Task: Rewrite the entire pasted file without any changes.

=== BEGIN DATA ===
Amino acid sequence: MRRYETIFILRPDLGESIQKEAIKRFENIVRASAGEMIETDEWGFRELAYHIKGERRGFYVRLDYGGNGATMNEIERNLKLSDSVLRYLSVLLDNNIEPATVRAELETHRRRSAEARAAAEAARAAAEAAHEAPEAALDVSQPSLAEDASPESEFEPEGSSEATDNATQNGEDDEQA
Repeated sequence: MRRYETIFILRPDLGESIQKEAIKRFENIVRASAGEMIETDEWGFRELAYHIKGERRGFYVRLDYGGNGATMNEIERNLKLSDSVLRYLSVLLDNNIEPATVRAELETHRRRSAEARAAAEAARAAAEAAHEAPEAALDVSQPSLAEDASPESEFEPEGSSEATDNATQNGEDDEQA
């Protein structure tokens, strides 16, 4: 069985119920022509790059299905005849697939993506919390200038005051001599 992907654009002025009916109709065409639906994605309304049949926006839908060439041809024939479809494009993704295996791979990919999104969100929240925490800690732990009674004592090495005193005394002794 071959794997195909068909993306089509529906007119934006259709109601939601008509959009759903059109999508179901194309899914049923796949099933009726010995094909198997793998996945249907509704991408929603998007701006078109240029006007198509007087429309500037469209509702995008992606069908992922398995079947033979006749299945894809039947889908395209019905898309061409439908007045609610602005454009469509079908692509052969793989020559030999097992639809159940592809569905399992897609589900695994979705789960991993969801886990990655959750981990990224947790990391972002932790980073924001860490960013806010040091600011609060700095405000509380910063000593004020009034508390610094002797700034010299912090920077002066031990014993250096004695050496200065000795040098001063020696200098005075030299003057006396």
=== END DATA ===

Amino acid sequence: MRRYETIFILRPDLGESIQKEAIKRFENIVRASAGEMIETDEWGFRELAYHIKGERRGFYVRLDYGGNGATMNEIERNLKLSDSVLRYLSVLLDNNIEPATVRAELETHRRRSAEARAAAEAARAAAEAAHEAPEAALDVSQPSLAEDASPESEFEPEGSSEATDNATQNGEDDEQA
Repeated sequence: MRRYETIFILRPDLGESIQKEAIKRFENIVRASAGEMIETDEWGFRELAYHIKGERRGFYVRLDYGGNGATMNEIERNLKLSDSVLRYLSVLLDNNIEPATVRAELETHRRRSAEARAAAEAARAAAEAAHEAPEAALDVSQPSLAEDASPESEFEPEGSSEATDNATQNGEDDEQA
């Protein structure tokens, strides 16, 4: 069985119920022509790059299905005849697939993506919390200038005051001599 992907654009002025009916109709065409639906994605309304049949926006839908060439041809024939479809494009993704295996791979990919999104969100929240925490800690732990009674004592090495005193005394002794 071959794997195909068909993306089509529906007119934006259709109601939601008509959009759903059109999508179901194309899914049923796949099933009726010995094909198997793998996945249907509704991408929603998007701006078109240029006007198509007087429309500037469209509702995008992606069908992922398995079947033979006749299945894809039947889908395209019905898309061409439908007045609610602005454009469509079908692509052969793989020559030999097992639809159940592809569905399992897609589900695994979705789960991993969801886990990655959750981990990224947790990391972002932790980073924001860490960013806010040091600011609060700095405000509380910063000593004020009034508390610094002797700034010299912090920077002066031990014993250096004695050496200065000795040098001063020696200098005075030299003057006396």